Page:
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Thursday, October 16, 2008

Like the difference between black and white TV and HDTV: Misdiagnosis of an MRI scan

Jim Glanz, the Baghdad bureau chief for the New York Times, was playing touch football in New York in late 2005 when he landed hard while diving to make a catch, both elbows hitting the ground at once. The next day, his fingers and hands hurt so much he couldn't type.

But an MRI showed nothing except some bulging disks in his neck that, he was told, were common in people his age, 50. He was advised to do neck exercises, and eventually he felt better.

About a year later, he fell again while playing football. His symptoms came roaring back.

The worst was when he woke up in the morning, Jim said. The two middle fingers on each hand were so stiff they would not even bend. He would massage his fingers and loosen them, but his hands and knuckles ached all day. He tried ibuprofen, to little avail.

Finally, last spring, he sought help at the NYU Hospital for Joint Diseases, where he had another MRI. It turned out that he had a nerve impingement so serious that he was warned that he risked permanent paralysis if he did not have surgery. So this summer, he had a major operation called a French-door laminoplasty, in which his surgeon opened and widened four or five vertebrae to free the trapped nerves.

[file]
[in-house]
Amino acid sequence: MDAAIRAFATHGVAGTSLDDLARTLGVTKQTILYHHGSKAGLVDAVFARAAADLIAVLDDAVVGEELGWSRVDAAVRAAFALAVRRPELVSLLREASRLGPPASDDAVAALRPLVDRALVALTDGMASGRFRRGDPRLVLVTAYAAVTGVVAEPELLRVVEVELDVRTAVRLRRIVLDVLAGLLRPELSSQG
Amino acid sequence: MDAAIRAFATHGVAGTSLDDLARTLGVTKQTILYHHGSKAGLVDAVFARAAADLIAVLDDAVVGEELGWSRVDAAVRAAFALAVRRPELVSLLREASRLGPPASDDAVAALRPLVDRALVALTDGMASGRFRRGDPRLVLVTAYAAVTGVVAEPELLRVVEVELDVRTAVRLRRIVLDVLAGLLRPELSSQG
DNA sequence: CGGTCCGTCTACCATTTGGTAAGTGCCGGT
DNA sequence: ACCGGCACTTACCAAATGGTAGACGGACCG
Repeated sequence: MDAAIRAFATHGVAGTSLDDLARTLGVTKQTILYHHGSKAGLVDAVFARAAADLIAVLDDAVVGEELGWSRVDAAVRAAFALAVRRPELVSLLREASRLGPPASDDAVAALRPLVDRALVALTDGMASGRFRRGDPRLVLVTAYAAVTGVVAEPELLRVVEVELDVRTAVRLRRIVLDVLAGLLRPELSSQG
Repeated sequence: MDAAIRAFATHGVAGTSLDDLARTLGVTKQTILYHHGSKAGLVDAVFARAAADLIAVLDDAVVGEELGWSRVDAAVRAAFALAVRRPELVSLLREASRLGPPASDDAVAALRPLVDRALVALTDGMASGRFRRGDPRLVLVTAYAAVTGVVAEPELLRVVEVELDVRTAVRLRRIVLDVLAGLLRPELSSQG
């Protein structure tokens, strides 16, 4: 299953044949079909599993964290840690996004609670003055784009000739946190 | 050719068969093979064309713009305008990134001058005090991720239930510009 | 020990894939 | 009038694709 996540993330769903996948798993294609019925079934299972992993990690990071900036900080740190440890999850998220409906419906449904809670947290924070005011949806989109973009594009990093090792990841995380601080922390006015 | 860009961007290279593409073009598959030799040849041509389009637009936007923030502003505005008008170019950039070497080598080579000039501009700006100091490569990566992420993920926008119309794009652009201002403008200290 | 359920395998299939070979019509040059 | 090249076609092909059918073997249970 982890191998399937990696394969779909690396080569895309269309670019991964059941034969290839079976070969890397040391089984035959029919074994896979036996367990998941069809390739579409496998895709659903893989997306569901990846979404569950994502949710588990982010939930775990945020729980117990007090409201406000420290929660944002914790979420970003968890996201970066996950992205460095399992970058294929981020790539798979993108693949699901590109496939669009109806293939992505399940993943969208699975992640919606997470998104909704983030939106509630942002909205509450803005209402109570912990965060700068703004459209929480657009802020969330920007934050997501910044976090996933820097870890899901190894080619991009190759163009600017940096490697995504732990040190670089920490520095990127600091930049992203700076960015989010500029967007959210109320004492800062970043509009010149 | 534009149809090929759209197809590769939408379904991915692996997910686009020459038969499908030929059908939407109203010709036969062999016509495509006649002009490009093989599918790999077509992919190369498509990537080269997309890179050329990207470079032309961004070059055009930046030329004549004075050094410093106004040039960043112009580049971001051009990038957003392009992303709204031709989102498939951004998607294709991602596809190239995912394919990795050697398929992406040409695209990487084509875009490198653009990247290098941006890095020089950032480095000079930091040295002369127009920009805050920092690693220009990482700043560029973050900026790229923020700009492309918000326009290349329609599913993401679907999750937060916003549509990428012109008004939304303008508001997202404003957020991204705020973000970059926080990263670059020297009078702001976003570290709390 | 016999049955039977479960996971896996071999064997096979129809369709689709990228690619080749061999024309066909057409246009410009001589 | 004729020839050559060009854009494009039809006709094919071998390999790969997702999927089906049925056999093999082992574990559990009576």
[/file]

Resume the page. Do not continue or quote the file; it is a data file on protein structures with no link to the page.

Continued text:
How could his MRI’s have come to such different conclusions? MRI machines vary in four ways: First, some use higher quality, more sensitive imaging coils that surround the body parts being scanned. Second, their computer programs vary in the way they form the images. Third, some technicians are much more skilled than others. Fourth, the strength of the machines' magnets varies. The difference can be like the difference between seeing a black-and-white TV versus HDTV, says Dr. John Kennedy of the Hospital for Special Surgery in New York.

Advice to people about to have an MRI: Make sure the radiology center is accredited by the American College of Radiology.

Read another MRI story.

Thanks to Gina Kolata for the source article in Tuesday's New York Times.

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